"This is an important collection of essays with a strong unitary theme: if you can't prove that you were elected, we can't take you seriously as elected officials. Simple, logical, comprehensive. 'Management' (aka, the 'powers that be') needs to get the message. 'The machines' are not legitimizers, they're an artful dodge and a path to deception. We've had enough...and we most certainly DO NOT consent." - Michael Collins covers the election fraud beat for "Scoop" Independent Media and... "If in the future we have vital elections, the "no basis for confidence" formulation that GuvWurld is popularizing will have been a historically important development. This is true because by implicitly insisting on verification and checks and balances instead of faith or trust in elections officials or machines as a basis for legitimacy, it encourages healthy transparent elections. It's also rare that a political formulation approaches scientific certainty, but this formulation is backed up by scientific principles that teach that if you can't repeat something (such as an election) and verify it by independent means, it doesn't exist within the realm of what science will accept as established or proven truth." - Paul Lehto, Juris DoctorOver the years, these points have been made in countless ways. Tomorrow we will unveil perhaps the most impactful expression yet. In the meantime, here's another that I submitted last week as a letter to the editor of the North Coast Journal. I'm posting it now because their new issue came out today without it.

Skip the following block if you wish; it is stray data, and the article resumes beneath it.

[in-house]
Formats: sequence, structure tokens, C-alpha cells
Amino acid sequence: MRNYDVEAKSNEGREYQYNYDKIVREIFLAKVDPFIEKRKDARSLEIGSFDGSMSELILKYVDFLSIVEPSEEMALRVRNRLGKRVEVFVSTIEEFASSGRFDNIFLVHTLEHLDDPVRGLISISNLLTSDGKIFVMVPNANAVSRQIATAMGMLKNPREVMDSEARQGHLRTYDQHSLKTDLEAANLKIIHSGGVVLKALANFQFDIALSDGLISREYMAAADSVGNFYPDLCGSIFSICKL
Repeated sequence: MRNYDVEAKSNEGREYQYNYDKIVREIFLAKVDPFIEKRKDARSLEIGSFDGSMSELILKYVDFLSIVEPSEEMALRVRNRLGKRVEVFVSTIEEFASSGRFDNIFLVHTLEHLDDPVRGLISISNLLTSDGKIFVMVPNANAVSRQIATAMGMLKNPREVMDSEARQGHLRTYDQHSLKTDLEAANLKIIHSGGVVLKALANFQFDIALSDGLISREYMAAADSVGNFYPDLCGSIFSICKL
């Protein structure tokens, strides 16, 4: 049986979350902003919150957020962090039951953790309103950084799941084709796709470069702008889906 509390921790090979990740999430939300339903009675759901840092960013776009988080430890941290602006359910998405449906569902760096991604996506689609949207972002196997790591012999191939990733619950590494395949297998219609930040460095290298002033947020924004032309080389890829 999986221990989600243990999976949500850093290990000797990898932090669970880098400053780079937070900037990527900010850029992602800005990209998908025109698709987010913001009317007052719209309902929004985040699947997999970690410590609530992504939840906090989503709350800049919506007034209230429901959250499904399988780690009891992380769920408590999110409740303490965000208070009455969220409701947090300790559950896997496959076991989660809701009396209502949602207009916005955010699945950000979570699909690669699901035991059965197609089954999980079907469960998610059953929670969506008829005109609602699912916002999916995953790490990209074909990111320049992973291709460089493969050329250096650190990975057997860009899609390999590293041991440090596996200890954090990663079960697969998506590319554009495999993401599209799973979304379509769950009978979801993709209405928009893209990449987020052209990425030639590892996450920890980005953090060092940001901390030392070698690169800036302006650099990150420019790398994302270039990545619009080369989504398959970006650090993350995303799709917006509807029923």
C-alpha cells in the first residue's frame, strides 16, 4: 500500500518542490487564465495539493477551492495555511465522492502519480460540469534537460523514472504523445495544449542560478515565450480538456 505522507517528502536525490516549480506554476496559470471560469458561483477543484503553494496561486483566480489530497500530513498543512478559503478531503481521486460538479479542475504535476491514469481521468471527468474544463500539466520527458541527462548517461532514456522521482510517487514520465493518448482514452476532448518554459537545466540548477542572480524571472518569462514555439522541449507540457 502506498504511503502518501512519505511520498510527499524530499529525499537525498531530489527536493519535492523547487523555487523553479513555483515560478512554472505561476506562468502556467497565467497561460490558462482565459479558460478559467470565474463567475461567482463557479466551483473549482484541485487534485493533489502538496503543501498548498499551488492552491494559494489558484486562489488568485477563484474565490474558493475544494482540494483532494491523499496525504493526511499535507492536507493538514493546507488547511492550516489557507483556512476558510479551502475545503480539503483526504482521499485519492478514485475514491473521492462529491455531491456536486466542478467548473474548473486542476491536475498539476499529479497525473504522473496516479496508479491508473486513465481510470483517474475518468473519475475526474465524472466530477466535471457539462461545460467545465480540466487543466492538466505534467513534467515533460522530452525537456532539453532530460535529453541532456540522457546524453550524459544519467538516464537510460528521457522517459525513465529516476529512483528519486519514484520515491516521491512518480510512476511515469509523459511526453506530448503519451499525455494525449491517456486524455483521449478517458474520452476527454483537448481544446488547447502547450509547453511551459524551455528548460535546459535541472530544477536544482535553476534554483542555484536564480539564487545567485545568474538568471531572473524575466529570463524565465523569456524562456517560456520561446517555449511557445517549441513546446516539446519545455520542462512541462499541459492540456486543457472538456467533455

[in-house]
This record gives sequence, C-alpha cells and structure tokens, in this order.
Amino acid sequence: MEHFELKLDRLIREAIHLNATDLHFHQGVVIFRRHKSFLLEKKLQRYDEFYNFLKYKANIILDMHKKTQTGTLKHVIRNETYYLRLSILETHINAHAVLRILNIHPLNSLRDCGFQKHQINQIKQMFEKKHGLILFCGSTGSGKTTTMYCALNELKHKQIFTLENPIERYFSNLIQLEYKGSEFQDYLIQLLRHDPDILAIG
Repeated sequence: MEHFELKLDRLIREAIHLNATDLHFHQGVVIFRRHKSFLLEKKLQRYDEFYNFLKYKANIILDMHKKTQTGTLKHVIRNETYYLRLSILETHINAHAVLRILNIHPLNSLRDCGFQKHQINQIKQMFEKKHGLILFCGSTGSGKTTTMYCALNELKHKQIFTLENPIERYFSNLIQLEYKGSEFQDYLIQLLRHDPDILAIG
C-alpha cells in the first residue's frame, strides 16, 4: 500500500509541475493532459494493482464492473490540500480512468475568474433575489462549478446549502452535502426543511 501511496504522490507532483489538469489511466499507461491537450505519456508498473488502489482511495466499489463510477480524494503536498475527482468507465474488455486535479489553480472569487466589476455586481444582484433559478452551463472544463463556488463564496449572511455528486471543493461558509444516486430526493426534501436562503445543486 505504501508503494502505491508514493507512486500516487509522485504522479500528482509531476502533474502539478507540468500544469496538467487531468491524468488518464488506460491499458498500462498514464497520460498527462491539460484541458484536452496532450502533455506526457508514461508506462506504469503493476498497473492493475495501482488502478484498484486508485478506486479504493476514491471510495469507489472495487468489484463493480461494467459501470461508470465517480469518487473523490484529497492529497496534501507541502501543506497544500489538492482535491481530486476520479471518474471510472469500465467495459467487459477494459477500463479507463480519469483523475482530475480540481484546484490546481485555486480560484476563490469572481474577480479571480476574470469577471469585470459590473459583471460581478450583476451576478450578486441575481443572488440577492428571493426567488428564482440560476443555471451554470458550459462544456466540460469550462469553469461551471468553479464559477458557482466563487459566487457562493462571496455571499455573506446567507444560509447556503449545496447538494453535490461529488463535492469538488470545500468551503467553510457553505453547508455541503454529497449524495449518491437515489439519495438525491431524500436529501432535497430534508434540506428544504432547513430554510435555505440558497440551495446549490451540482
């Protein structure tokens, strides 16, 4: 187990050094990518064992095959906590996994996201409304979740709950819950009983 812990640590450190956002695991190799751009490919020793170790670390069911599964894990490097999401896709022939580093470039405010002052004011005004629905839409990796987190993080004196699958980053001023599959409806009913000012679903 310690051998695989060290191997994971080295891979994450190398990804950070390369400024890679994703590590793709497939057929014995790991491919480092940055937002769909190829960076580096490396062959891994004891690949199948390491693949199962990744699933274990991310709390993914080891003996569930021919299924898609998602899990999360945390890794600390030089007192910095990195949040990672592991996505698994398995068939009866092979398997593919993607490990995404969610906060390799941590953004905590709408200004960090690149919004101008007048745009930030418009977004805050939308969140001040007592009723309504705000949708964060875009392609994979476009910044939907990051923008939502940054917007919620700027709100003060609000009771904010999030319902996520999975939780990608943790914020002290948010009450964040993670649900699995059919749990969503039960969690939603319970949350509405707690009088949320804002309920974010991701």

Dear Editor: Thank you for the even-handed run down of state and local ballot issues (Oct. 9). Perhaps you could also devote a little space to both sides of a national question: are federal election results provable? One side says: we have secret corporate vote counting computers in more than 95% of the country; about 30% of the country doesn't even use paper ballots to allow a serious re-count; and these electronic voting machines frequently produce results impossible in a legitimate election, such as John Kerry's negative 25 million votes in Youngstown, OH (Nov. 2004), or Palm Beach County's 12,000 votes in excess of the number of voters (Aug. 2008). These self-described "election integrity advocates" say there is no way to prove federal election results. They further allege that media is abandoning its most basic principles by publishing election results as fact, when the information has not and can not be independently verified. Worse still, they say, is that media reports of election results rely on only one source--the government--even though the government can not prove the reported results. Opponents argue federal election results are provable because. Just because. While this is fairly convincing, the Journal could do a genuine public service in affording more space for elaboration of this point of view. The Journal could also encourage the media industry at large to advocate for hand counting paper ballots, reasoning that this method of counting allows media greatest access to observing and documenting the process, affording the reported results the greatest credibility, and demonstrating that the reported results have been proven to the satisfaction of the thousands of ordinary Americans who would be involved in counting ballots. Dave Berman Eureka, CAPermalink: http://wedonotconsent.blogspot.com/2008/10/peter-b-collins-dave-berman-to-discuss.html# # #